FTSE 100 shares have been on quite a roll recently. Following the ongoing stock market correction, which started in late 2021, the index fell to its lowest point in October. Since then, British large-cap shares have seemingly bounced back, climbing by over 12%, putting other indices worldwide, like the S&P 500, to shame.
And things may just be getting started.
FTSE 100 shares in times of crisis
Looking back throughout history, the FTSE 100 has endured multiple bear markets. This includes even the most severe crashes like Black Monday in 1987, the dotcom tech bubble which burst in 2000, the 2008 financial crisis and, most recently, the 2020 Covid crash.
Yet, in each instance, the index has made a comeback. In fact, it has always historically recovered before posting new record highs. And for the patient investors who saw the opportunity, it delivered spectacular wealth-building returns.
With that said, are FTSE 100 shares guaranteed to repeat this pattern in 2023? No. But given the 100% success rate since the index was established in 1984, I think it’s fair to say it’s highly likely. And with the recovery phase seemingly already complete, the next logical step in the cycle is for the index to climb to a new record high.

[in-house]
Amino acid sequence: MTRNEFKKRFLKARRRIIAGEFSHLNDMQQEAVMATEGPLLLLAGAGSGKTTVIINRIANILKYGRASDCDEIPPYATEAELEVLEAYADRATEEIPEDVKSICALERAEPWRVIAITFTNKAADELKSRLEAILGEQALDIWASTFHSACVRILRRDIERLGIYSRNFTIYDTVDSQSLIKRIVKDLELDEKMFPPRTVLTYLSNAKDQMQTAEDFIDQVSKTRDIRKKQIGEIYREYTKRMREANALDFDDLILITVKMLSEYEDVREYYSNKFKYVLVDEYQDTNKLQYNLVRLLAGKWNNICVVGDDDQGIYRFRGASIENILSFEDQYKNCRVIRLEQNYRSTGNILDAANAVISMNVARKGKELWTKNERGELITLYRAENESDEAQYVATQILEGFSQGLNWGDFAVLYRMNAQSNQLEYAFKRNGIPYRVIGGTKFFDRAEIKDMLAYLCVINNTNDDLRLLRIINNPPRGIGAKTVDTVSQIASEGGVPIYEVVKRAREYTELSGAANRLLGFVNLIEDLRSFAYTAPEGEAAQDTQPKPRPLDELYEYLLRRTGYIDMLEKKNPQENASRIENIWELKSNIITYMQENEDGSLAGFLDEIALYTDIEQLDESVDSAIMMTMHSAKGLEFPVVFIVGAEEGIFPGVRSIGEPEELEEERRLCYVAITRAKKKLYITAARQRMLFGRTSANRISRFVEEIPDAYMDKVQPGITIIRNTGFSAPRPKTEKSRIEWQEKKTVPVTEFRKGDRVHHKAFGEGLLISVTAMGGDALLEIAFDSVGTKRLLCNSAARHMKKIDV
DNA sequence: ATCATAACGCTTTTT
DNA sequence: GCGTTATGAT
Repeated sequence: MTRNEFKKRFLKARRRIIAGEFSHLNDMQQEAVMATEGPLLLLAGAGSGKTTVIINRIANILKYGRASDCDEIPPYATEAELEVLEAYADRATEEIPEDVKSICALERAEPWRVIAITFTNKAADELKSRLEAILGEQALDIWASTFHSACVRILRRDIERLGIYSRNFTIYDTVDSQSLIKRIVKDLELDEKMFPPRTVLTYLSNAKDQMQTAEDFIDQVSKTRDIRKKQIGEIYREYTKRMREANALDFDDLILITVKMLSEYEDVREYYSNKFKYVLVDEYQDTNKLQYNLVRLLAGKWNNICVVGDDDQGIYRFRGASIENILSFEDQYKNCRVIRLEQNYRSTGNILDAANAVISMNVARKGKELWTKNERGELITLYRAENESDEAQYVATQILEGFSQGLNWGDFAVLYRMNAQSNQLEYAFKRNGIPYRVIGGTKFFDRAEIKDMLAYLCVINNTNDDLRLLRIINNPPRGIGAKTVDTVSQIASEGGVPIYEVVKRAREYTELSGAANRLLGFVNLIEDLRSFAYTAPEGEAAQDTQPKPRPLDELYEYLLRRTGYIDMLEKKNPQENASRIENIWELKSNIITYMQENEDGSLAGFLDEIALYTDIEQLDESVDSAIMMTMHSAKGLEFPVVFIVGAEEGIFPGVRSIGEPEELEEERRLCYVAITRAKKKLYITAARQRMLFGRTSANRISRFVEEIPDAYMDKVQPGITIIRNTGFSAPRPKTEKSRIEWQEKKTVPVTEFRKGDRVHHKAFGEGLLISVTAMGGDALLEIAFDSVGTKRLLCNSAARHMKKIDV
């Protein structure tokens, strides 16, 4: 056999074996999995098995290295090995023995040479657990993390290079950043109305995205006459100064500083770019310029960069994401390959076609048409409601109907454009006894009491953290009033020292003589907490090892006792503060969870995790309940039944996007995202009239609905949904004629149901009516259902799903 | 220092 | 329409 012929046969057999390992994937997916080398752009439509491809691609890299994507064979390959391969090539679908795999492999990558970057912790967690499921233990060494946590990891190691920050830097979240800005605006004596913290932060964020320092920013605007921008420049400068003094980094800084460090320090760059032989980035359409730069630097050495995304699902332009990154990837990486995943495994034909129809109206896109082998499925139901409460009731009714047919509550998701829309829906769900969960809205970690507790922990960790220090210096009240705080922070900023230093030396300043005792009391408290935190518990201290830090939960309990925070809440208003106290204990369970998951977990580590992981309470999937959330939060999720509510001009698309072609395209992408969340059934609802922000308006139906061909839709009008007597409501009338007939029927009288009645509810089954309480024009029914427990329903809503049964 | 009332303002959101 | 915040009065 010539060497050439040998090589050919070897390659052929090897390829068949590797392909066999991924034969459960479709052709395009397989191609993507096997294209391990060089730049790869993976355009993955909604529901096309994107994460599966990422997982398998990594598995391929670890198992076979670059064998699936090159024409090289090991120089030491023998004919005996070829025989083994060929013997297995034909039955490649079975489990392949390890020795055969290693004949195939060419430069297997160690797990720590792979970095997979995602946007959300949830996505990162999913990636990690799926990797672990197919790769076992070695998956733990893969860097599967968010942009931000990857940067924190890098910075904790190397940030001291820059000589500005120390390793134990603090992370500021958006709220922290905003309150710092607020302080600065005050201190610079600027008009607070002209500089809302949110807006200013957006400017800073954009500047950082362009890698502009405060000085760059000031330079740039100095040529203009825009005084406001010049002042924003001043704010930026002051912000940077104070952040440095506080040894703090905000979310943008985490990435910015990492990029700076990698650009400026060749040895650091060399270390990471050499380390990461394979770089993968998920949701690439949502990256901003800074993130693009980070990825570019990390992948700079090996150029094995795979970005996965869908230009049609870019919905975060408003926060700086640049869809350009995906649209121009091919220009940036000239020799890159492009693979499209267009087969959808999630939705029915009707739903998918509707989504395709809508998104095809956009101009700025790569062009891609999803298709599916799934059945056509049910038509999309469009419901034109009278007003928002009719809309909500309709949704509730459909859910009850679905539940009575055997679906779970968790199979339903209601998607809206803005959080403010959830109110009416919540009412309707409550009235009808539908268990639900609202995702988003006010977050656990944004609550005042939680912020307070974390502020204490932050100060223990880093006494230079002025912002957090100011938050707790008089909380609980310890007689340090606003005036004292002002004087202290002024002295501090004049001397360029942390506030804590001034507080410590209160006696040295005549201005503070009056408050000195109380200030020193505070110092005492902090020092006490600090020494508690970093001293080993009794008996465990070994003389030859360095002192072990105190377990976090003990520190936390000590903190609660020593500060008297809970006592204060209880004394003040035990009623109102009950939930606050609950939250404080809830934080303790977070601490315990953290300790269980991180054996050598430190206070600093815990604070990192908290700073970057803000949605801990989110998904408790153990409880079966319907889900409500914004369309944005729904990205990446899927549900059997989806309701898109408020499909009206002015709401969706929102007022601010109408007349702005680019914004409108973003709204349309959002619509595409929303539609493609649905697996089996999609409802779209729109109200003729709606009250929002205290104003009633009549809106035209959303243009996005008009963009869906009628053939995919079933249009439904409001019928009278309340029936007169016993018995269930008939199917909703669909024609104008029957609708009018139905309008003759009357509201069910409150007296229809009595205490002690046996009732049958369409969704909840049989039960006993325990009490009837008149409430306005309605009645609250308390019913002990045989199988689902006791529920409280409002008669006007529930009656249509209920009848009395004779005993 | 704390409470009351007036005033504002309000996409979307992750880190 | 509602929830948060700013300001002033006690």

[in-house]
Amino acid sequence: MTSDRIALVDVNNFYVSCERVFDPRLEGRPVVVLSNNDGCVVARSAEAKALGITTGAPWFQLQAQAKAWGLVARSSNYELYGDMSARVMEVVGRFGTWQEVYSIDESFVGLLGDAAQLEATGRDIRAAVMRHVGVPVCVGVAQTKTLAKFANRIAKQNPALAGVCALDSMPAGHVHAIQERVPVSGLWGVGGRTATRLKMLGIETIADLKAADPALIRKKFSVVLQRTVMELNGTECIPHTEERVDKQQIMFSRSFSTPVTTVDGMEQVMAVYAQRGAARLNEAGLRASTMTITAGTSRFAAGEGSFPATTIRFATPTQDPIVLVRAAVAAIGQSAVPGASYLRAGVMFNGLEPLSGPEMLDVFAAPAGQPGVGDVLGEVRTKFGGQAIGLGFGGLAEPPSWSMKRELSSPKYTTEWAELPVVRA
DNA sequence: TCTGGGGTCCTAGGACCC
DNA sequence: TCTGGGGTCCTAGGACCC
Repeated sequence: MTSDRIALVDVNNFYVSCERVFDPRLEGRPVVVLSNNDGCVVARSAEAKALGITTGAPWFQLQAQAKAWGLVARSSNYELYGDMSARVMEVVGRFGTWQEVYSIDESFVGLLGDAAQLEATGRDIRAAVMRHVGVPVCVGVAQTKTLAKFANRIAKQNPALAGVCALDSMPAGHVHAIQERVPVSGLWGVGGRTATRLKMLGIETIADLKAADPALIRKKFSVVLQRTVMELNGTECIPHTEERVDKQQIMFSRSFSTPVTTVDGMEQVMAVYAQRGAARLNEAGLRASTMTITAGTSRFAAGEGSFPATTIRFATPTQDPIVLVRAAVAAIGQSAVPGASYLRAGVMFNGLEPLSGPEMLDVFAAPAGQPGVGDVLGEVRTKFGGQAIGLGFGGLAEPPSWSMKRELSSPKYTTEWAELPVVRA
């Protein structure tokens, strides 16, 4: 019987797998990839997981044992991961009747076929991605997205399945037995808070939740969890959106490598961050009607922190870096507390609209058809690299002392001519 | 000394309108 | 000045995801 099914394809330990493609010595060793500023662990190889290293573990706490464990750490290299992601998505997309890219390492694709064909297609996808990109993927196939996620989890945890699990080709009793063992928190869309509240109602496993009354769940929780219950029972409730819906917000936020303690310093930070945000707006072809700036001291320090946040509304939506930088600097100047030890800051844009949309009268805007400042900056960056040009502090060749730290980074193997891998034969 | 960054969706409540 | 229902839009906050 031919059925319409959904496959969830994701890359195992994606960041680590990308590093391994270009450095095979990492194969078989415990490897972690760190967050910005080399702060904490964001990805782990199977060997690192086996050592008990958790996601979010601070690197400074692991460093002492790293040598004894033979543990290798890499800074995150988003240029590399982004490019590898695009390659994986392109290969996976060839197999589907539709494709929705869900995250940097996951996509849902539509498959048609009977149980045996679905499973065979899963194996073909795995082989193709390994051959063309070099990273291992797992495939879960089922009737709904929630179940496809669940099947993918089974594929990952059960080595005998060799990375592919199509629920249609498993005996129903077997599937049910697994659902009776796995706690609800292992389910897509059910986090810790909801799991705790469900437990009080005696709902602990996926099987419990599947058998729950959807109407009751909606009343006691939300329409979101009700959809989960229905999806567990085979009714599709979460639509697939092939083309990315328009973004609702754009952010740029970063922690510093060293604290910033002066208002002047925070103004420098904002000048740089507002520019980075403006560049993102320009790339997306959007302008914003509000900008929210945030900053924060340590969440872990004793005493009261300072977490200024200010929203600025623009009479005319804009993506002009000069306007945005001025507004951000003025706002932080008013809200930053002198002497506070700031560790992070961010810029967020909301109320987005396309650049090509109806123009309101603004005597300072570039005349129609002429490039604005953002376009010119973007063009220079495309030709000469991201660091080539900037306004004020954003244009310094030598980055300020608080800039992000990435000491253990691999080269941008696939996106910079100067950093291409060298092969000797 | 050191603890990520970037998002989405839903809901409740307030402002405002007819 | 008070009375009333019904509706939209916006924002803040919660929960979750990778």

As such, time may be running out for investors to capitalise on this rare buying opportunity. And for those with £5k, or any amount, to invest, it may be a lucrative move to load up on these large-cap stocks, either by picking them individually or buying an index fund.
Nothing is risk-free
The potential gains from buying FTSE 100 shares today could be substantial. However, they are by no means a certainty. The United Kingdom is facing significant economic challenges, mostly due to inflation.
The Consumer Prices Index finally started to fall again in November. But it remains elevated at 10.7%. And yet, the latest report from the British Retail Consortium shows that the price of food jumped by 13.3% in December alone. The upward trend of prices is placing additional pressure on consumers, who are already being battered by skyrocketing energy bills.
All of this is to say that a recession may be on the horizon. And while large-cap shares typically have greater resilience to such headwinds, this may prove insufficient depending on the severity of a potential recession. In other words, the FTSE 100 may be set to drop again.
The bottom line
Investing in today’s markets comes with a lot of uncertainty. That’s why most investors are busy selling. Yet to quote 19th century banker Nathan Rothschild, the best time to buy is “when there’s blood in the streets”.
Some terrific shares within the FTSE 100 are trading significantly below their intrinsic value today. And while share price volatility undoubtedly lies ahead, the impact can be mitigated by adopting strategies such as pound-cost averaging.
That’s why I believe not investing in this stock market correction is, in fact, the greater risk.